Eliza’s accent is the strongest at the start of the play. Act 3 teaches us how to use small talk in social situations. These plays also demonstrate the power of language. Pickering calls Eliza ‘Miss Doolittle’ and insults her language, changing Eliza’s life. This hurt Eliza’s feelings and shows the violence of language. The plays are most interested in the relationships between people’s speech, hers, and their identities. Higgins immediately notices and guesses the origins of people by their accents and slang. Even though they speak the same language, Higgins can tell a lot about their identities.

Eliza’s speech changes throughout the play. Eliza’s identity changes when she learns how to speak differently. People from different social backgrounds speak opposite dialects at the beginning of the scene. Ms. Eysnford lost when Eliza called her son Freddy without realizing it was a lower-class form of slang. Eliza can pretend to be one of the higher classes by using different speech habits. The upper classes claim to speak correct English. Higgins, for example, is critical of Eliza’s poor pronunciation. Ms. Eysnford even believes that Eliza’s use of slang language in a lower level is fashionable talk.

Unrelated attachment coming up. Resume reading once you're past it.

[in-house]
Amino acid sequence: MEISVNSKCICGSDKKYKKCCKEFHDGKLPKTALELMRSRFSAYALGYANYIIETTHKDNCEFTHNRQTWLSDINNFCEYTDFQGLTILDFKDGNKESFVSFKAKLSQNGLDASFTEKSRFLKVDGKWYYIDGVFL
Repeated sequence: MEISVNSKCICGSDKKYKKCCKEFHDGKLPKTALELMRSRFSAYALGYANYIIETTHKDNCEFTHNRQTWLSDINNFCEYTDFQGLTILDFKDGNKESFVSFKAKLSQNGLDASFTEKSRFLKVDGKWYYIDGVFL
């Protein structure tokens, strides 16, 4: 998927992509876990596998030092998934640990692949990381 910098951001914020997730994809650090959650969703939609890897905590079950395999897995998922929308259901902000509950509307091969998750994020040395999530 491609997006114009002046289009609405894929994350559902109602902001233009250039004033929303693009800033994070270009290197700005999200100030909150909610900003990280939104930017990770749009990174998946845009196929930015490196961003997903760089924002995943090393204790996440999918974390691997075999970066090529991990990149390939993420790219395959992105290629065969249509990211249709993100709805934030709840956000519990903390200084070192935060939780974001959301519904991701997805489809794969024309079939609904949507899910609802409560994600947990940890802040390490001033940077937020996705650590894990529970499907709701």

There is no one right or wrong way to speak Eliza’s language. All accents and slang have been learned by different people. They are used later to talk to one another or to communicate their unique ways. Higher social classes believe their way of speaking is the best and most effective, while trying to disadvantage lower social classes by the way they speak. Pickering and Higgins all use these slangs to trick anyone they wish to. Eliza is a woman of high society.

How Pygmalion links Culture to Language, Identity and Culture

  • Individual and collective identity

Pygmalion’s language choices reflect the collective identity of each social class. Higgins, for example, quickly forms stereotypes about others based on their accent.

Language can shape an individual’s identity. Eliza changes her accent from cockneyish to more sophisticated “queen’s English”. She goes from being seen as filthy, stupid, and unworthy to being recognized as a duchess.

The play makes us question whether Eliza’s true identity has been shaped by language or just others’ perceptions. The play asks: Does one’s language use really reflect their internal identity? Or does it remain constant regardless of external factors?

  • Hypotheses concerning individuals and cultural groups